In-flight or wheels down?

How do you display your model aircraft? models-1-72nd scale jets-model display stands-in flight models-wheels down display-dioramas-model photography-A-7E-US Navy.jpg

For scale modelers, like many other artists, we take pride in completing a project.  After dozens, or in some cases, thousands of hours our masterpiece is finished and we desire to share our efforts with the world.  How our models are displayed is important and each modeler has their individual preference in how it is presented.  Often times the choice of display is dependent on subject, era or pure creativity.  Whichever the choice, the modeler has his or her idea of why and the best way to share their work.  In asserting much creative freedom in scale modeling, thankfully, anything goes!

Wheels down
For many years, until recent I had always endeavored to build my 1/72 scale modern jets and helicopters in a parked, or a 'wheels down' configuration.  I'd place the finished model on a shelf and invite admirers to revel as I grinned from ear to ear.  The reason for this was an effort to duplicate how I saw the model depicted on the kit box or how they appeared at an airshow.  Building the model wheels down was a great opportunity to depict the aircraft refueling, opening panels with the ground crew figures doing maintenance.  And also showing off the hard work of a detailed cockpit.

(A-7 Corsair II VA-82 Marauders) ©2014

In 2004, things changed for me.  Born simply out of the desire for a simpler build and variety, I tried my hand at an in-flight display.  Initially, I had no idea how I was going to arrive at a design I was happy with.  So, after an exhaustive Google search for examples, I was surprised to find so few.  It was a clear indication that modelers typically displayed their model's wheels down.  Fair enough.  I sketched out a custom design and went to work creating it.  I would need a weighted base so the model would not tip over unexpectedly.  A stand and a way to insert it into the model securely in an attractive pose.  The base was constructed of thick styrene and its final shape sanded smooth.  For the stand, I settled on a polished brass rod.  A square rod is preferred, as this would prevent the model from spinning should it get accidentally knocked.  To mount the model on the stand, I inserted a matching styrene square tube prior to finishing to accept the stand.  This facilitated a re-sequencing of the build so that the last thing to do was simply place the finished model on the stand.  Check out the photos below.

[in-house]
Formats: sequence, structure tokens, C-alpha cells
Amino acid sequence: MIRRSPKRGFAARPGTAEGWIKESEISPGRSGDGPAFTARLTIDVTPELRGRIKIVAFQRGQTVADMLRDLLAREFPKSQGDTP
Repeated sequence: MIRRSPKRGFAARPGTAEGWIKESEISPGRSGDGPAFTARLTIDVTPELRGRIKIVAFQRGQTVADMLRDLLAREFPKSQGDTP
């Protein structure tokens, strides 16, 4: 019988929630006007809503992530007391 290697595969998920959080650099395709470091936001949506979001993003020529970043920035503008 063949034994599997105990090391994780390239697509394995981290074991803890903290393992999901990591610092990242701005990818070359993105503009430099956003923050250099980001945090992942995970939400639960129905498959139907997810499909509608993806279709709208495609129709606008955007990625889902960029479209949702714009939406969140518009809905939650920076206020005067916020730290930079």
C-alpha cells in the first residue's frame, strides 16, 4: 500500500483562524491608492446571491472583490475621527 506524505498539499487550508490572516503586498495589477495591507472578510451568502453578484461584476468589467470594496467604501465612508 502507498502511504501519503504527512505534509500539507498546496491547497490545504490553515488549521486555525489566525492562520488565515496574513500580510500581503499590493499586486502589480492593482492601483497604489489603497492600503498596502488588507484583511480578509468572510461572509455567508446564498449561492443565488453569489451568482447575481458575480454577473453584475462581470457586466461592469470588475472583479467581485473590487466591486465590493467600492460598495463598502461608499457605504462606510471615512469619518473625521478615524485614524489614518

Let um fly
Displaying my model aircraft in-flight has been a welcome change.  It has successfully simplified and shortened my build time, allowed me to place a scale pilot in the cockpit and I can better appreciate the eloquent lines of these modern marvels of aviation.  I also love to photograph my model aircraft.  With them modeled in-flight, I can create very realistic simulated flight scenes.  For example, to compliment the historical significance of the aircraft.  The same goes, of course for models build wheels down.  We've all had the pleasure of pouring over some truly excellent dioramas at model shows and via the web.  The craftsmanship involved in both types of displays can cause one to do a double-take.

What do you prefer?  Share your preference in how you like to display your model aircraft.  It's our art, and anything goes!